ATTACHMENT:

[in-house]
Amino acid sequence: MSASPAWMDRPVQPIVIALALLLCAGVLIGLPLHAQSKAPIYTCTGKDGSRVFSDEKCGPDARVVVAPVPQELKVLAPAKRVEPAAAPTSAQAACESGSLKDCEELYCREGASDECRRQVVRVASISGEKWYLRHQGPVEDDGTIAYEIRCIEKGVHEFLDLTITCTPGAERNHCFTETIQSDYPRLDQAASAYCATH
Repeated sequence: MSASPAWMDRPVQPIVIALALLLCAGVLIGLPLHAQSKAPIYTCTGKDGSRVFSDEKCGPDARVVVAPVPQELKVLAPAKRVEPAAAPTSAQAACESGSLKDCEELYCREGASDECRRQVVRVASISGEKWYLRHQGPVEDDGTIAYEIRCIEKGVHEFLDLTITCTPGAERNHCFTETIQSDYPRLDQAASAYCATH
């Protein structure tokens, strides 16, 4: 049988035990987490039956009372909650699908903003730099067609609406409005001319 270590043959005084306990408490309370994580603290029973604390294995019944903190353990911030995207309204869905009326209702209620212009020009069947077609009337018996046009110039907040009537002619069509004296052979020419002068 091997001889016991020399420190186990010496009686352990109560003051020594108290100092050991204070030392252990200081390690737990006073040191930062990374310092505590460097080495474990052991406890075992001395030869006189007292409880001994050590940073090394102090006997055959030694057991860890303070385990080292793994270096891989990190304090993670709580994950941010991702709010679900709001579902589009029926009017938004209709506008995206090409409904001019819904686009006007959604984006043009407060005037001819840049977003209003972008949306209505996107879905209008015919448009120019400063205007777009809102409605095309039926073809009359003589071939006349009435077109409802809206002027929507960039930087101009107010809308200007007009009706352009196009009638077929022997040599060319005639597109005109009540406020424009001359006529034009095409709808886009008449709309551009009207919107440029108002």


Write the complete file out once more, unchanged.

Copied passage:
[in-house]
Amino acid sequence: MSASPAWMDRPVQPIVIALALLLCAGVLIGLPLHAQSKAPIYTCTGKDGSRVFSDEKCGPDARVVVAPVPQELKVLAPAKRVEPAAAPTSAQAACESGSLKDCEELYCREGASDECRRQVVRVASISGEKWYLRHQGPVEDDGTIAYEIRCIEKGVHEFLDLTITCTPGAERNHCFTETIQSDYPRLDQAASAYCATH
Repeated sequence: MSASPAWMDRPVQPIVIALALLLCAGVLIGLPLHAQSKAPIYTCTGKDGSRVFSDEKCGPDARVVVAPVPQELKVLAPAKRVEPAAAPTSAQAACESGSLKDCEELYCREGASDECRRQVVRVASISGEKWYLRHQGPVEDDGTIAYEIRCIEKGVHEFLDLTITCTPGAERNHCFTETIQSDYPRLDQAASAYCATH
């Protein structure tokens, strides 16, 4: 049988035990987490039956009372909650699908903003730099067609609406409005001319 270590043959005084306990408490309370994580603290029973604390294995019944903190353990911030995207309204869905009326209702209620212009020009069947077609009337018996046009110039907040009537002619069509004296052979020419002068 091997001889016991020399420190186990010496009686352990109560003051020594108290100092050991204070030392252990200081390690737990006073040191930062990374310092505590460097080495474990052991406890075992001395030869006189007292409880001994050590940073090394102090006997055959030694057991860890303070385990080292793994270096891989990190304090993670709580994950941010991702709010679900709001579902589009029926009017938004209709506008995206090409409904001019819904686009006007959604984006043009407060005037001819840049977003209003972008949306209505996107879905209008015919448009120019400063205007777009809102409605095309039926073809009359003589071939006349009435077109409802809206002027929507960039930087101009107010809308200007007009009706352009196009009638077929022997040599060319005639597109005109009540406020424009001359006529034009095409709808886009008449709309551009009207919107440029108002």